The exact characterization strategy will depend on the individual molecule, but should include methods to compare size, charge, and shape of the molecules. One of the most versatile and essential methods that can be used is mass spectrometry (MS), according to Greer. MS can provide information on intact molecular weight, structure confirmation via mass mapping techniques, sequence using MS/MS and identification on disulphide bridging, heterogeneity and posttranslational modifications, including glycosylation. A host of additional techniques will also be required, particularly to compare the secondary and tertiary structure of the molecules. In this respect, circular dichroism is a useful technique to measure how the protein is folded.
The process and the product
For biologics, the cell type in which the protein is produced, the exact conditions of cell culture, and the methods used in downstream processing can all affect the disposition of the final product. A recent review of the effects of cell-culture conditions on glycosylation found that nearly every aspect of cell culture could be demonstrated to have an effect, including composition of the cell-culture medium, dissolved oxygen concentration, bioreactor pH, carbon dioxide partial pressure, temperature, shear stress, and manufacturing mode (i.e., fed-batch versus perfusion) (6). Scale-up can also affect glycosylation of the product, requiring characterization at multiple points during process development and scale up. First determining which glycosylation attributes are critical to the function of the protein, then choosing analytical methods that optimally measure those attributes, rather than trying a more scattershot approach may streamline the process (7).
More difficult than it appears
Although copying an innovator's product may appear easier than developing a novel therapeutic, the difficulties of engineering one product to match an existing product cannot be underestimated. Rudd points out that it is considerably more difficult to produce a biosimilar product than simply inserting a DNA construct into a cell line and expecting that the innovator product will be faithfully reproduced. For biologics, the process is intimately connected with the disposition of the final product, but the biosimilar manufacturer does not have knowledge of the processes used by the innovator.
Xu points out, however, that manufacturers have better understanding of and more control over processes than they did 20 years ago. Implementation of process analytical technology and use of quality-by-design principles in setting up the process will greatly facilitate production of a consistent product. For any biosimilar, he recommends engaging the analytical team early in the process so that the developer can determine how process changes will affect critical quality attributes. In some instances, there may be correlations between process parameters and protein structural attributes, allowing the protein attributes to be fine-tuned.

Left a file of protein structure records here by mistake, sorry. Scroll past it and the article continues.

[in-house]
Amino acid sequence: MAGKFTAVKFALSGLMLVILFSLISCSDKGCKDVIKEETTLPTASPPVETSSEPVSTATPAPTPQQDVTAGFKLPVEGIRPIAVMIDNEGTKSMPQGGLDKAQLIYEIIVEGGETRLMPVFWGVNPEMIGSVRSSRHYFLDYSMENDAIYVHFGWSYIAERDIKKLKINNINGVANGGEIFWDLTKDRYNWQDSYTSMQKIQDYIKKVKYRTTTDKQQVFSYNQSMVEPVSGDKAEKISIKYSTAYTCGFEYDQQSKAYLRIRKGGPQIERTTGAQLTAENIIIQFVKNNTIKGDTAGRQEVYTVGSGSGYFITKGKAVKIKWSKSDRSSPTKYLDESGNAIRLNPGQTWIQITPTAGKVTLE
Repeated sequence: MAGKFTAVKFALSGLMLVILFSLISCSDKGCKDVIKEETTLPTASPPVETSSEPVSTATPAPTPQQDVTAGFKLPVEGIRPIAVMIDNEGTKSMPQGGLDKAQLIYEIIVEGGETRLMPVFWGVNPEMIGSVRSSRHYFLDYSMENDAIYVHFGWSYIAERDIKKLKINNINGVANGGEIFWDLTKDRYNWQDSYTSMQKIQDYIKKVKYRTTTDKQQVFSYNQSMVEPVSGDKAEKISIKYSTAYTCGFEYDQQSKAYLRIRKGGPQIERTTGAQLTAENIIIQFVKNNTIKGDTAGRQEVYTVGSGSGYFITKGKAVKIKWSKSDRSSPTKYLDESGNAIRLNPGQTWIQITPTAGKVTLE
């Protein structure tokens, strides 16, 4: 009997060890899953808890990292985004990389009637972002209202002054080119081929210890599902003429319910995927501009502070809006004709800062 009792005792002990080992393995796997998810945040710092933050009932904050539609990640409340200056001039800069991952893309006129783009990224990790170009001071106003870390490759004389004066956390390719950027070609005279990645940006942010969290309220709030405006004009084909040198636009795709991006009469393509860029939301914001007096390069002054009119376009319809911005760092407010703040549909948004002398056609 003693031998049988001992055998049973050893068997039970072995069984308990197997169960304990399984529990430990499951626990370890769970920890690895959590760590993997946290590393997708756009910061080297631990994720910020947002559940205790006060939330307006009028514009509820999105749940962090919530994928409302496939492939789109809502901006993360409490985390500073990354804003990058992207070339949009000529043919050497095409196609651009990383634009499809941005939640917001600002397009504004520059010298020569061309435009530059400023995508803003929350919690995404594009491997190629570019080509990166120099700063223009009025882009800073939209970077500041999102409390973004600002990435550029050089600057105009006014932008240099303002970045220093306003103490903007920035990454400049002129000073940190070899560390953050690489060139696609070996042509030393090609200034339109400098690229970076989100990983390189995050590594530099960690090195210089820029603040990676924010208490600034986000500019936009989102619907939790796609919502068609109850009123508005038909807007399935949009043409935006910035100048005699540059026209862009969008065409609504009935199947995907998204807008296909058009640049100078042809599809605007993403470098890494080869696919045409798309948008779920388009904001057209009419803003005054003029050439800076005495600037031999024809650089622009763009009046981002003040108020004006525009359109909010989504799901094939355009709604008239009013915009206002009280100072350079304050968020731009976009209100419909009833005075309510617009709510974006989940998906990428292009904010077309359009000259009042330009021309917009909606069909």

EMA is well ahead of the US in biosimilars development, having approved its first biosimilar in 2006, and with 14 biosimilar products now on the market. EMA has already released guidance documents that are specific for different product types, including epoetins, filgastrims, and a draft guidance for monoclonal antibodies (8–10). Such product-specific specifications will doubtless be released by FDA in time, and will help better define what a fingerprint looks like.
1. FDA, Draft Guidance, Scientific Considerations in Demonstrating Bioimilarity to a Reference Product (Rockville, MD, February 2012).
2. FDA, Draft Guidance, Quality Considerations in Demonstrating Bioimilarity to a Reference Product (Rockville, MD, February 2012).
3. FDA, Guidance for Industry on Biosimilars: Q & As Regarding Implementation of the BPCI Act of 2009 (Rockville, MD, February 2012).
4. FDA, Generic Enoxaparin Questions and Answers, www.fda.gov/Drugs/DrugSafety/PostmarketDrugSafetyInformationforPatientsandProviders/ucm220037.htm, accessed May 2012.
5. ICH, Q6B Specifications: Test Procedures and Acceptance Criteria for. Biotechnological/Biological Products (1999).
6. P. Hossler, SF Khattak, and ZJ Li, Glycobiol.19 (9), 936–949 (2009).
7. D. Fernandes, BioPharm Intl. 24 (1) (2011).
8. EMA, Guidance on Similar Medicinal Products Containing Recombinant Erythropoietins (Sept. 2010).
9 . EMA, Guidance on Biosimilar Medicinal Products Containing Recombinant Granulocyte-Colony Stimulating Factor (June 2006).
10. EMA, Draft Guideline, Similar Biological Medicinal Products Containing Monoclonal Antibodies (Sept. 2010).